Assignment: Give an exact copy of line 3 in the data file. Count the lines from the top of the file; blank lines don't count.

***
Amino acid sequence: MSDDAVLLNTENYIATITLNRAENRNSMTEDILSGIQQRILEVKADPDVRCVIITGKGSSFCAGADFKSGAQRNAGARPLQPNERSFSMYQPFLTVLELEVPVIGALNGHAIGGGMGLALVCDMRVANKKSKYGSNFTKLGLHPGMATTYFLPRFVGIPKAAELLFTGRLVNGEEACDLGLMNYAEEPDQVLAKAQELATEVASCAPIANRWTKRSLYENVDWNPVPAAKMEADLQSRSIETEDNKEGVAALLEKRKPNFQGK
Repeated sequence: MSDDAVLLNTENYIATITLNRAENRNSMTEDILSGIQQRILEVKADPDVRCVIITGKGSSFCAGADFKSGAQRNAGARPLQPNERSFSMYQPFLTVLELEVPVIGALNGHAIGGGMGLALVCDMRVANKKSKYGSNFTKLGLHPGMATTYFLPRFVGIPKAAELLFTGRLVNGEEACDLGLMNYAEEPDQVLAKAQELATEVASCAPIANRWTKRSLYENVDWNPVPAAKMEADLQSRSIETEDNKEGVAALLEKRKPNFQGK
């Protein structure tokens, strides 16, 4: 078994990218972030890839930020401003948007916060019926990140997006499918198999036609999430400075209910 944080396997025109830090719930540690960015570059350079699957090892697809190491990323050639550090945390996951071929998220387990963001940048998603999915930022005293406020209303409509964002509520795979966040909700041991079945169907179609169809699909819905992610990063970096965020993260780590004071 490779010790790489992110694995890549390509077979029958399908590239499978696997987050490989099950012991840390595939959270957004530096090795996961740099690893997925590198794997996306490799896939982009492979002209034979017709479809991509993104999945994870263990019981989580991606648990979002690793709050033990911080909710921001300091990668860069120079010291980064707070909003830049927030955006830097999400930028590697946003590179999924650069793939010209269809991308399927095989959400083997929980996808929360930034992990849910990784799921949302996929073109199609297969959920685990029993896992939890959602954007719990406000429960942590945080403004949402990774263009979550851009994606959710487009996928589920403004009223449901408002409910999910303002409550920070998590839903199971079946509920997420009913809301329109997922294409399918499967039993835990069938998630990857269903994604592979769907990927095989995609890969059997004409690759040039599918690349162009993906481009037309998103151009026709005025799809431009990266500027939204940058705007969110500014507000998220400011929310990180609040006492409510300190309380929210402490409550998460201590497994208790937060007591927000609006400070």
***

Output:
């Protein structure tokens, strides 16, 4: 078994990218972030890839930020401003948007916060019926990140997006499918198999036609999430400075209910 944080396997025109830090719930540690960015570059350079699957090892697809190491990323050639550090945390996951071929998220387990963001940048998603999915930022005293406020209303409509964002509520795979966040909700041991079945169907179609169809699909819905992610990063970096965020993260780590004071 490779010790790489992110694995890549390509077979029958399908590239499978696997987050490989099950012991840390595939959270957004530096090795996961740099690893997925590198794997996306490799896939982009492979002209034979017709479809991509993104999945994870263990019981989580991606648990979002690793709050033990911080909710921001300091990668860069120079010291980064707070909003830049927030955006830097999400930028590697946003590179999924650069793939010209269809991308399927095989959400083997929980996808929360930034992990849910990784799921949302996929073109199609297969959920685990029993896992939890959602954007719990406000429960942590945080403004949402990774263009979550851009994606959710487009996928589920403004009223449901408002409910999910303002409550920070998590839903199971079946509920997420009913809301329109997922294409399918499967039993835990069938998630990857269903994604592979769907990927095989995609890969059997004409690759040039599918690349162009993906481009037309998103151009026709005025799809431009990266500027939204940058705007969110500014507000998220400011929310990180609040006492409510300190309380929210402490409550998460201590497994208790937060007591927000609006400070």